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• The purpose of personal selling is to
bring the right product into contact
with the right customer and to make
certain that ownership transfer takes
• It is a direct face-to-face, seller-to-
buyer influence, which can
communicate the facts necessary for
making a buying decision, or it can
utilize the psychology of persuasion
to encourage the formation of a
AIDAS Theory of Selling
• Securing Attention
• Gaining Interest
• Kindling Desire
• Inducing Action
• Building Satisfaction
• During the successful selling interview, the
doctor's mind passes through five
successive mental states: Attention.
Interest, Desire, Action and
• Implicit in this theory is the notion that
the doctor goes through these five stages
consciously, so the sales presentation
must lead the doctor through them in the
right sequence if a sale is to result.
• The goal is to put the doctor into a receptive
state of mind.
• The first few minutes of the interview are crucial.
The MR has to have a reason, or an excuse, for
conducting the interview. If the MR previously
has made an appointment, this phase presents
no problem, but experienced MR's say that even
with an appointment, a MR must posses
considerable mental alertness, and be a skilled
conversationalist, to survive the start of the
• The doctor's guard is naturally up, since he or
she realizes that the caller is bent on selling
• The MR must establish good rapport at once.
• The MR needs an ample supply of
• Favorable first impressions are assured by,
among other things proper attire, neatness,
friendliness and a genuine smile.
• Skilled MR's often decide upon conversation
openers just before the interview so that
those chosen are as timely as possible.
• Generally it is advantageous if the opening
remarks are about the doctor (people like to
talk and hear, about themselves) or if they
are favorable comments about the doctor's
• A good conversation opener causes the
doctor to relax and sets the stage for the
total presentation. Conversation openers that
cannot be readily tied in with the remainder
of the presentation should be avoided, for
once the conversation starts to wander, great
skill is required to return to the main theme.
• The second goal is to intensify the
doctor's attention so that it evolves
into strong interest. Many techniques
are used to gain interest. Some MR's
develop a contagious enthusiasm for
the product. When the product is
technical, flip charts, or other visual
aids serve the same purpose.
• Throughout the interest phase, the hope is to
search out the selling appeal that is most
likely be effective.
• Sometimes, the doctor drops hints, which the
MR then uses in selecting the best approach.
To encourage hints by the doctors, some MR's
devise stratagems to elicit revealing
• Others, ask the doctor questions designed to
clarify attitudes and feelings towards the
product. The more experienced the MR, the
more he or she has learned from interviews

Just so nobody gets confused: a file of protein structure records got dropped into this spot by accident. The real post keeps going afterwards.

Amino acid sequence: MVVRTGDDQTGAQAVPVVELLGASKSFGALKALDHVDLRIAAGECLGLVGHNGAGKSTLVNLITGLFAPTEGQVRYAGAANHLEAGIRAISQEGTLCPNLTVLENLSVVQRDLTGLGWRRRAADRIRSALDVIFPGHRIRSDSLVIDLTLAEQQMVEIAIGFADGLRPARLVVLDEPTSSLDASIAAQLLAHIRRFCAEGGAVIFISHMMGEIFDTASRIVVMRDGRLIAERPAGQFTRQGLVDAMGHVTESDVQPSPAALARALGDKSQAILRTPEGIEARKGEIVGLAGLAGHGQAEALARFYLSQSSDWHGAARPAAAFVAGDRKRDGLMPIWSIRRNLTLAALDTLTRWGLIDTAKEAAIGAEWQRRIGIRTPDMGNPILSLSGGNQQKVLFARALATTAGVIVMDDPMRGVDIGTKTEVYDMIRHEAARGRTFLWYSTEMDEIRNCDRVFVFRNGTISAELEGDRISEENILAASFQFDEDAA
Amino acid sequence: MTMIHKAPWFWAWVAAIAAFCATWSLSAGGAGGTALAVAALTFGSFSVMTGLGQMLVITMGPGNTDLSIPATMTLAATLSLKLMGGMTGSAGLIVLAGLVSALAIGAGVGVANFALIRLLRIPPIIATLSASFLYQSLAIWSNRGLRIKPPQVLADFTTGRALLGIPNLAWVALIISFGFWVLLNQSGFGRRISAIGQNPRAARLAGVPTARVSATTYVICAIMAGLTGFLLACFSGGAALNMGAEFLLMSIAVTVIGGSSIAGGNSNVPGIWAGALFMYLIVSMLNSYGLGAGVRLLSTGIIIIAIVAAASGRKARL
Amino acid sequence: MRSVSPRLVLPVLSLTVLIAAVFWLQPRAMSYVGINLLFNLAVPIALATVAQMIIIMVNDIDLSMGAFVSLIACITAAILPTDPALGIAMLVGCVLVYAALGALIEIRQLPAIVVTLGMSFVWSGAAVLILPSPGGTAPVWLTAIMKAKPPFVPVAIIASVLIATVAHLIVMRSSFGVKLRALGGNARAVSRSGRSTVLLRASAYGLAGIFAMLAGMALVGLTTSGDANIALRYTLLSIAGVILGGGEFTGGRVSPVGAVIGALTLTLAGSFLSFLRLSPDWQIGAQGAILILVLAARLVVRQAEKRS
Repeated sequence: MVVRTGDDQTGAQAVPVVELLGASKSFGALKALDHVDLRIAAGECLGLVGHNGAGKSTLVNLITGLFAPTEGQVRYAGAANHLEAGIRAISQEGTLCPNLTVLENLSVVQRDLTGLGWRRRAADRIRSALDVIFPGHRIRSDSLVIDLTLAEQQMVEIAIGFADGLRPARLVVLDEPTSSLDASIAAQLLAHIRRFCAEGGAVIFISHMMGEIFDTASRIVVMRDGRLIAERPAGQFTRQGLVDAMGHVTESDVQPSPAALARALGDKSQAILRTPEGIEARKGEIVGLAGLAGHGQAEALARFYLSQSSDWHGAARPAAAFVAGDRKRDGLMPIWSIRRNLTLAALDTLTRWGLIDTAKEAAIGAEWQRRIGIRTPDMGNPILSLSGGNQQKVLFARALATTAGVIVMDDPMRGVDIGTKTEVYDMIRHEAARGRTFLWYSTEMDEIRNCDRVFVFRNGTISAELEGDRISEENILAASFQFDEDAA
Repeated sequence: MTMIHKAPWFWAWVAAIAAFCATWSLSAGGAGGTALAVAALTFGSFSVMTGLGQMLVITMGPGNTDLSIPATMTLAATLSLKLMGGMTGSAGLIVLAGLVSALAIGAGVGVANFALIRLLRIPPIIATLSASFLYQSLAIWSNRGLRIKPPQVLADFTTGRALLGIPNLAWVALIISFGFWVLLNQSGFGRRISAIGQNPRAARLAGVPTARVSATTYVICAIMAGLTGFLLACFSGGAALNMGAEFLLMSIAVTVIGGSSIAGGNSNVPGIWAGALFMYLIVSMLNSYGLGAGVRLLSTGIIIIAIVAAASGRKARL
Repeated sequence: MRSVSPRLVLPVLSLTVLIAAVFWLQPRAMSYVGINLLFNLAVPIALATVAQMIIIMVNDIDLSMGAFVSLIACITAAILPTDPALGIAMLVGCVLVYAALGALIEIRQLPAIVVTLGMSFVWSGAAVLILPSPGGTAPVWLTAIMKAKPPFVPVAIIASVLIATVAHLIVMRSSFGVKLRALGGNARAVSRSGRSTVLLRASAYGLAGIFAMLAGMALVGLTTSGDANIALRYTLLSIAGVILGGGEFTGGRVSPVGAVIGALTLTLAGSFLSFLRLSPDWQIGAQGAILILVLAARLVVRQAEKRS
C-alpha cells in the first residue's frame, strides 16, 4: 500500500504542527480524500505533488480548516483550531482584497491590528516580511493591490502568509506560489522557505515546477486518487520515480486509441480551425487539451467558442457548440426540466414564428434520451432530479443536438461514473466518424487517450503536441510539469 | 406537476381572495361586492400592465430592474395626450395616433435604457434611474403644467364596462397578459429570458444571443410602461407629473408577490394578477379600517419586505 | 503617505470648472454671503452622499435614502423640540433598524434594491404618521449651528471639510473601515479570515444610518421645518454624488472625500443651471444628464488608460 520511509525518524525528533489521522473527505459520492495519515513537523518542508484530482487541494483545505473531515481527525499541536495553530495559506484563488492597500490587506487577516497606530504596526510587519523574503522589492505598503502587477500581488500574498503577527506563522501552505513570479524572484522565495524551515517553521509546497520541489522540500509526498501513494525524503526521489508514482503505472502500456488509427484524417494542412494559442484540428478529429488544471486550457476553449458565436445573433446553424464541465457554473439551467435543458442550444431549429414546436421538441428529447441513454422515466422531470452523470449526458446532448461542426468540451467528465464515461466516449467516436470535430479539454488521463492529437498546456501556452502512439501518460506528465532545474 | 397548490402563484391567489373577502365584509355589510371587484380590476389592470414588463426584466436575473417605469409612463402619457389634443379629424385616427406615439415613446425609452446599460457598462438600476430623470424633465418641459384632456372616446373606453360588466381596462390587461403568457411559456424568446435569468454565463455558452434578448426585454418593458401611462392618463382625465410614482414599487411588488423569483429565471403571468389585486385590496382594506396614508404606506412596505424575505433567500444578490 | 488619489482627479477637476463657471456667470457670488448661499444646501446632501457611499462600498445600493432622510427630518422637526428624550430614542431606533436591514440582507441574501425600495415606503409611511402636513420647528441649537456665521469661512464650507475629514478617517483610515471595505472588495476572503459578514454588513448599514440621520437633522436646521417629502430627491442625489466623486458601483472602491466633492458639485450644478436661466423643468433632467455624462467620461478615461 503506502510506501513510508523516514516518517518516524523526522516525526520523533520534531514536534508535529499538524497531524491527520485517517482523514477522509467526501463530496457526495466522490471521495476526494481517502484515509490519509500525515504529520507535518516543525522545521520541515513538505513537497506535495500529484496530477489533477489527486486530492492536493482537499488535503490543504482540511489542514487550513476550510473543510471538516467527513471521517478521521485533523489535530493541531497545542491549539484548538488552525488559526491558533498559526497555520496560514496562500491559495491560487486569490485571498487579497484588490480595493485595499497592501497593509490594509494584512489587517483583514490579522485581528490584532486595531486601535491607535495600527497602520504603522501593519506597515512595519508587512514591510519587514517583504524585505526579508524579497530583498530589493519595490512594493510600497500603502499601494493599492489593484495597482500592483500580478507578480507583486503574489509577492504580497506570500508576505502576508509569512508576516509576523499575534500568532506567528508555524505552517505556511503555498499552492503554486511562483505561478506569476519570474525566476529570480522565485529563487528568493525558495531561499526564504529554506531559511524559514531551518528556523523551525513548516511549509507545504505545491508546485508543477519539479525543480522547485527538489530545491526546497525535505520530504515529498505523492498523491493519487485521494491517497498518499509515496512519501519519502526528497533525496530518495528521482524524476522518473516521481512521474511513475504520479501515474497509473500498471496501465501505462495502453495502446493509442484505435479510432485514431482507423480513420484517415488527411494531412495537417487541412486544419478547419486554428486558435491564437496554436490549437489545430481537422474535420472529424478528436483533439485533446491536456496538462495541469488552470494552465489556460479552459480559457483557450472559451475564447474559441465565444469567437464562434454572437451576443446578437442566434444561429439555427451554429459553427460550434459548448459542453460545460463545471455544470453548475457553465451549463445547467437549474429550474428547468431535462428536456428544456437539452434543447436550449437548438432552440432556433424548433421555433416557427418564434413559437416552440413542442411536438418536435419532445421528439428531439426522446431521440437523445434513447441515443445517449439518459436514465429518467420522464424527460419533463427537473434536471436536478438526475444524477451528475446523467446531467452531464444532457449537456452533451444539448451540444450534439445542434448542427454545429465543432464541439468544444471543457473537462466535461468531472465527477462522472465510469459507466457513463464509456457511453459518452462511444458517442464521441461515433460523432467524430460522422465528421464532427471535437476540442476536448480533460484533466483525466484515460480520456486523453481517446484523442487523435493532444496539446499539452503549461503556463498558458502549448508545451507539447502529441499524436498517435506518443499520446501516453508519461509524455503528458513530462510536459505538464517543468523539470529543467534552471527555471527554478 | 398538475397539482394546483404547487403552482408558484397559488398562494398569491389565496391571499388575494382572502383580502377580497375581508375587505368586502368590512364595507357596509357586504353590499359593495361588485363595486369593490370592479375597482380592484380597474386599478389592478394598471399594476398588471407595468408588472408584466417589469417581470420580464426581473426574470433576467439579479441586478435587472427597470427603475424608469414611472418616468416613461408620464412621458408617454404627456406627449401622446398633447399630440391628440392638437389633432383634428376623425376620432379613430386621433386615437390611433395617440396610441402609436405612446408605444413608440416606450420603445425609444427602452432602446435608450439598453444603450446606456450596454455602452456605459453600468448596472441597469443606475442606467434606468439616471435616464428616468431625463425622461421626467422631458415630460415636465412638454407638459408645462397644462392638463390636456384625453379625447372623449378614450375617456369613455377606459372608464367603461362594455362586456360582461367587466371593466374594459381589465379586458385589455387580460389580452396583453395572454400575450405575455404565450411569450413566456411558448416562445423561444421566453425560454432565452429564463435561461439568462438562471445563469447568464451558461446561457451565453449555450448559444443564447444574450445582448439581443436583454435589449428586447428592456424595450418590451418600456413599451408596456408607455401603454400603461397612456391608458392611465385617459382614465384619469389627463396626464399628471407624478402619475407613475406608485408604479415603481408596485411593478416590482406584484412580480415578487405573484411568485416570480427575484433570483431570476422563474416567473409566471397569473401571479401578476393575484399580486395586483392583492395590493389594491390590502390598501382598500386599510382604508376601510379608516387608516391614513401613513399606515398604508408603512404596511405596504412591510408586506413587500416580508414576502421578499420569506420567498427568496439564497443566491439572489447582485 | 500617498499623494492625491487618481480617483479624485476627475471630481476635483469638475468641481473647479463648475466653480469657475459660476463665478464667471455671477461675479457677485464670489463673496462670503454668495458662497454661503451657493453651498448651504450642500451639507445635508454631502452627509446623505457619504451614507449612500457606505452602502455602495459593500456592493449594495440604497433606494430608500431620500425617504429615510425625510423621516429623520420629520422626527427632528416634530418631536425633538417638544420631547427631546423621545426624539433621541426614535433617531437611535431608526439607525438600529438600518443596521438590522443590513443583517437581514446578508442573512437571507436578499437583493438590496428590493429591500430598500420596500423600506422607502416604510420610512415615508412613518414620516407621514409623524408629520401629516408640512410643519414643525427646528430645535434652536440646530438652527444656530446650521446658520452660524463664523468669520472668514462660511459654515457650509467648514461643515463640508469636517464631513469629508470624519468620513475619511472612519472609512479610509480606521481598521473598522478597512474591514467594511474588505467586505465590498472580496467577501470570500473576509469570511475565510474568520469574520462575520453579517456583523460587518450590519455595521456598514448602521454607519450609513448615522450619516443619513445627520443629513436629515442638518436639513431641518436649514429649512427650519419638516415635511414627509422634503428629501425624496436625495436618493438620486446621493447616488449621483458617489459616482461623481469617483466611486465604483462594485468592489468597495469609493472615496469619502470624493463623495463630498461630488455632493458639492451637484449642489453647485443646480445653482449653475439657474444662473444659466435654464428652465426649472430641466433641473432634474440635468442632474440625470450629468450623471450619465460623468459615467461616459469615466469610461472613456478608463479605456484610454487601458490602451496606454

with similar doctors.
• But even experienced sales personnel do
considerable probing, usually, the questions-
and-answer variety, before identifying the
strongest appeal. In addition,
doctor’sinterests are affected by basic
motivations, closeness of the interview
subject to current problems, its timeliness,
and their mood - receptive, skeptical, or
hostile, and the MR must take all these into
account in selecting the appeal to emphasize.
• The third goal is to kindle the doctor's desire
to the ready-to- buy / prescribe point.
• The MR must keep the conversation running
along the main line towards the sale. The
development of sales obstacles, the doctor's
objections, external interruptions, and
digressive remarks can sidetrack the
presentation during the phase.
• Obstacles must be faced and ways, found to
get around them.
• Objections need answering to the doctor's
satisfaction. Time is saved and the chance of
making a sale improved if objections are
anticipated and answered before the doctor
• External interruptions cause breaks in the
presentation, and when conversation
resumes, good MR's summarize what has
been said earlier before continuing.
• Digressive remarks generally should be
disposed of tactfully, with finesse, but
sometimes distracting digression is best
handled bluntly, for example, quot;well, that's all
very interesting, but to get back to the
subject ... quot;
• If the presentation has been perfect, the
doctor is ready to act - that is, to
• However, prescription is not automatic
and, as a rule, must be induced.
• Experienced MR's rarely try for a dose
until they are positive that the doctor is
fully convinced of the merits of the
proposition. Thus, it is up to the MR to
sense when the time is right.
• The trial close, the close on a minor point,
and the trick close are used to test the
doctor's reactions. Some MR never ask for
a definite quot;yesquot; or quot;noquot; for fear of getting
a quot;noquot;, from which they think there is no
retreat But it is better to ask for the order
/ prescription straight-fowardly. Most
doctors find it is easier to slide away from
hints than from frank requests for an
order / prescription.
• After the doctor has given the order /
prescription, the MR should reassure the
doctor that the decision was correct. The
doctor should be left with the impression that
the MR merely helped in deciding.
• Building satisfaction means thanking the
doctor for the order / prescription, and
attending to such matters as making certain
that the order / prescription is filled as
written, and following up on promises made.
• The order / prescription is the climax of the
selling situation, so the possibility of an
anticlimax should be avoided - doctor
sometimes unsell themselves and the MR
should not linger too long.